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2 sides to pot question; Police, ACLU vie on Question 2.

Byline: Aaron Nicodemus

A ballot question that would decriminalize - but not legalize - possession of small amounts of marijuana is vehemently opposed by members of law enforcement, who say the new law would encourage drug use.

Supporters of Question 2 argue that replacing criminal penalties for possession of one ounce or less of marijuana with a new system of civil penalties would prevent a relatively minor offense from ballooning into a stumbling block to future jobs and college scholarships. And they say that drug use has not increased in 11 other states that have decriminalized marijuana, including New York.

If passed, the new system of civil penalties would exclude information regarding the civil offense from the state's criminal record information system. Offenders age 18 or older would be subject to forfeiture of the marijuana plus a civil penalty of $100. Offenders under the age of 18 would be subject to the same forfeiture and, if they complete a drug awareness program within one year of the offense, the same $100 penalty.

Sutton Police Chief Dennis Towle, like many in law enforcement, is opposed to Question 2.

"I don't think it's refutable that marijuana is a gateway drug," he said. "I think passing this would undoubtedly lead to increased usage in teenagers, and will undoubtedly lead to more of them getting behind the wheel of a car."

The law currently gives police officers and the courts plenty of discretion in handling marijuana possession, he said. Of the 59 criminal cases of drug possession in Sutton this year, 30 were arrested, and 29 were summoned to court with a citation.

Chief Towle said that his officers probably confiscated and destroyed marijuana from at least that many individuals over the course of the year without arresting or summoning them.

"I think we have pretty lenient drug laws already," he said.

Beverly Chorbajian is a Worcester defense attorney and member of the Worcester County chapter of the American Civil Liberties Union.

She says the current system punishes an offender long after the arrest, booking and court arraignment. "You can lose job prospects, college funding. Kids need to finish school. They don't need a relatively minor offense to get in the way of that."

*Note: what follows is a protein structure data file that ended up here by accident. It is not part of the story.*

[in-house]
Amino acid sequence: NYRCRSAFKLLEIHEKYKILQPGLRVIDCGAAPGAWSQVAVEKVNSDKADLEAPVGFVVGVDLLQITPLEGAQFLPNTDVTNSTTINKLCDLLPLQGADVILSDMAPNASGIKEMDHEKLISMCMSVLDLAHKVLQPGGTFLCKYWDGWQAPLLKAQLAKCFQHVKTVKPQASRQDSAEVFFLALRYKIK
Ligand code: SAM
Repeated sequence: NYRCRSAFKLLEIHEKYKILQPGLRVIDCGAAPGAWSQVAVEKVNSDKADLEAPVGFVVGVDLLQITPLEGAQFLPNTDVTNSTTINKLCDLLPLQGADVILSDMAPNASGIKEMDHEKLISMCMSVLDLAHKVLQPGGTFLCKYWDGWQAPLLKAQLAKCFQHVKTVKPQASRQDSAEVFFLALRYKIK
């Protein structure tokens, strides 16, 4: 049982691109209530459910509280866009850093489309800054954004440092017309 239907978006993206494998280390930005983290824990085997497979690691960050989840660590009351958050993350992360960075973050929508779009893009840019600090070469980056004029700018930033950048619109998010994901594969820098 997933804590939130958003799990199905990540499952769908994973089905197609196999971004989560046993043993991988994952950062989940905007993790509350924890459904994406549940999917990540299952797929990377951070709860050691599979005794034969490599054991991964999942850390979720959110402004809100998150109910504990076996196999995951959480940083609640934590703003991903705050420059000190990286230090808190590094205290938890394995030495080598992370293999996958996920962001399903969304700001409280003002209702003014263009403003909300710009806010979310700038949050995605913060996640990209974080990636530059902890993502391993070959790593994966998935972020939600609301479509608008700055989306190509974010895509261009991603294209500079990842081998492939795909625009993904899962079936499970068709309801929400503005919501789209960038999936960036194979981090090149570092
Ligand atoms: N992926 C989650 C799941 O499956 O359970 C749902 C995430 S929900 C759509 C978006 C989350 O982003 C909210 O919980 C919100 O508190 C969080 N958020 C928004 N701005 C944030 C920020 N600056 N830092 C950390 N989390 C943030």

Ronal Madnick, director of the Worcester County chapter of the American Civil Liberties Union, said that the current penalties for marijuana possession are too strict.

"Even if this passed, marijuana would still be illegal," he said. "It doesn't change the other laws. Selling? Driving under the influence? They're not changed by this at all."

Mr. Madnick said passing Question 2 would save the state $30 million a year, according to a study by Harvard professor Jeffrey A. Miron.

"It's really a drain on the police and the courts," he said.

Opponents of Question 2, like Worcester District Attorney Joseph D. Early Jr., said that passing Question 2 sends a bad message.

"What we don't want to have is a law that says it's OK to smoke marijuana."

He said the $30 million savings touted by proponents of Question 2 is overblown. "We question the numbers. We don't give them a lot of credit."

If the real issue behind Question 2 is removing the stigma of a marijuana-related arrest, than effort should be made to fix that law, he said.

"You shouldn't fix the CORI law by decriminalizing marijuana."

For a report on Question 3, see tomorrow's Telegram & Gazette.
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Title Annotation:LOCAL NEWS
Publication:Telegram & Gazette (Worcester, MA)
Date:Oct 26, 2008
Words:566
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